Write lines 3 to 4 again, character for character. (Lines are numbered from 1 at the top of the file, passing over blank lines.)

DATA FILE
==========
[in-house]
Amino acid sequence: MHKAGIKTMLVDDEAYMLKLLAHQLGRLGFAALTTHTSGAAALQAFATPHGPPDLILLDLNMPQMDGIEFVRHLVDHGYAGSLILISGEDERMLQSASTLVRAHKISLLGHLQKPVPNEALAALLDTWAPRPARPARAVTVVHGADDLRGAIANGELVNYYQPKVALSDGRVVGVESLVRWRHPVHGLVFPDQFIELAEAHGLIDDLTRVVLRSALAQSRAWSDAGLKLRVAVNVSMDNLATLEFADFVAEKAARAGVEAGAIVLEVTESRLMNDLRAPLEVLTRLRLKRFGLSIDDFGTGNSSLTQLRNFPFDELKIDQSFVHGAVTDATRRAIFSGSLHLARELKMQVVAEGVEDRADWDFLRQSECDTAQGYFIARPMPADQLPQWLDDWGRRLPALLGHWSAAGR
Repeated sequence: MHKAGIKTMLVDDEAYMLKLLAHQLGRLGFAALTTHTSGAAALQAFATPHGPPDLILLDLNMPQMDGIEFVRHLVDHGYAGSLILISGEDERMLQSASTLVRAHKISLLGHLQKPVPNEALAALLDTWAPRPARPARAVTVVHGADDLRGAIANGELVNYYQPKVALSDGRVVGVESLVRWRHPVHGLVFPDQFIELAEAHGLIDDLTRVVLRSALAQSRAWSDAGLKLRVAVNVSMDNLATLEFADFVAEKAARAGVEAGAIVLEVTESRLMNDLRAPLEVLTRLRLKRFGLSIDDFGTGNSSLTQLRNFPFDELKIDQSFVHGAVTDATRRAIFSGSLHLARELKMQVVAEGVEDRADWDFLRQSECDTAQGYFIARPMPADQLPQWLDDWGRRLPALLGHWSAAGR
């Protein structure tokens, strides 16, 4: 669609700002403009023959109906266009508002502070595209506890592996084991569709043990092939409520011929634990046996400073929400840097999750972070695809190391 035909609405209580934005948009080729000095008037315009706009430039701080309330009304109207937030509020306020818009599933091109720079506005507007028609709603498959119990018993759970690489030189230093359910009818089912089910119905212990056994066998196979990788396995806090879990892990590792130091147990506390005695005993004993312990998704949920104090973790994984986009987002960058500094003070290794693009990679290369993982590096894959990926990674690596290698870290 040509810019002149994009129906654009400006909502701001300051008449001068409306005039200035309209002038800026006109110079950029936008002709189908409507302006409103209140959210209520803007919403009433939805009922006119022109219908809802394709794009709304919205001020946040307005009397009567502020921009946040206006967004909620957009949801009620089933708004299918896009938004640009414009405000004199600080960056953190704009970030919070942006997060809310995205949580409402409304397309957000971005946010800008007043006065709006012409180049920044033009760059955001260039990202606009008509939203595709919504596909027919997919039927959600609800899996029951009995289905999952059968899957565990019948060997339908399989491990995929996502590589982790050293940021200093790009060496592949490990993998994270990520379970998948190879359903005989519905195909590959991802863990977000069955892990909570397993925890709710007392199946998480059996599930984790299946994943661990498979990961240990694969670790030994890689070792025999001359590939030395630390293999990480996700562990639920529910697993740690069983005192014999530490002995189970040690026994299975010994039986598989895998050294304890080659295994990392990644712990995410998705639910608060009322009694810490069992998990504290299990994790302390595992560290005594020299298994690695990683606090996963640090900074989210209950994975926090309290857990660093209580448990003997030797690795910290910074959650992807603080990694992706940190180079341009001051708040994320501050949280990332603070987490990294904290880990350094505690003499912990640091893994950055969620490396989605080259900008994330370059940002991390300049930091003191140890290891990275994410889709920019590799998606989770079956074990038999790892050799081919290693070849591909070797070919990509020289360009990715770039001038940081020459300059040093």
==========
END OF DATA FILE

Repeated sequence: MHKAGIKTMLVDDEAYMLKLLAHQLGRLGFAALTTHTSGAAALQAFATPHGPPDLILLDLNMPQMDGIEFVRHLVDHGYAGSLILISGEDERMLQSASTLVRAHKISLLGHLQKPVPNEALAALLDTWAPRPARPARAVTVVHGADDLRGAIANGELVNYYQPKVALSDGRVVGVESLVRWRHPVHGLVFPDQFIELAEAHGLIDDLTRVVLRSALAQSRAWSDAGLKLRVAVNVSMDNLATLEFADFVAEKAARAGVEAGAIVLEVTESRLMNDLRAPLEVLTRLRLKRFGLSIDDFGTGNSSLTQLRNFPFDELKIDQSFVHGAVTDATRRAIFSGSLHLARELKMQVVAEGVEDRADWDFLRQSECDTAQGYFIARPMPADQLPQWLDDWGRRLPALLGHWSAAGR
């Protein structure tokens, strides 16, 4: 669609700002403009023959109906266009508002502070595209506890592996084991569709043990092939409520011929634990046996400073929400840097999750972070695809190391 035909609405209580934005948009080729000095008037315009706009430039701080309330009304109207937030509020306020818009599933091109720079506005507007028609709603498959119990018993759970690489030189230093359910009818089912089910119905212990056994066998196979990788396995806090879990892990590792130091147990506390005695005993004993312990998704949920104090973790994984986009987002960058500094003070290794693009990679290369993982590096894959990926990674690596290698870290 040509810019002149994009129906654009400006909502701001300051008449001068409306005039200035309209002038800026006109110079950029936008002709189908409507302006409103209140959210209520803007919403009433939805009922006119022109219908809802394709794009709304919205001020946040307005009397009567502020921009946040206006967004909620957009949801009620089933708004299918896009938004640009414009405000004199600080960056953190704009970030919070942006997060809310995205949580409402409304397309957000971005946010800008007043006065709006012409180049920044033009760059955001260039990202606009008509939203595709919504596909027919997919039927959600609800899996029951009995289905999952059968899957565990019948060997339908399989491990995929996502590589982790050293940021200093790009060496592949490990993998994270990520379970998948190879359903005989519905195909590959991802863990977000069955892990909570397993925890709710007392199946998480059996599930984790299946994943661990498979990961240990694969670790030994890689070792025999001359590939030395630390293999990480996700562990639920529910697993740690069983005192014999530490002995189970040690026994299975010994039986598989895998050294304890080659295994990392990644712990995410998705639910608060009322009694810490069992998990504290299990994790302390595992560290005594020299298994690695990683606090996963640090900074989210209950994975926090309290857990660093209580448990003997030797690795910290910074959650992807603080990694992706940190180079341009001051708040994320501050949280990332603070987490990294904290880990350094505690003499912990640091893994950055969620490396989605080259900008994330370059940002991390300049930091003191140890290891990275994410889709920019590799998606989770079956074990038999790892050799081919290693070849591909070797070919990509020289360009990715770039001038940081020459300059040093």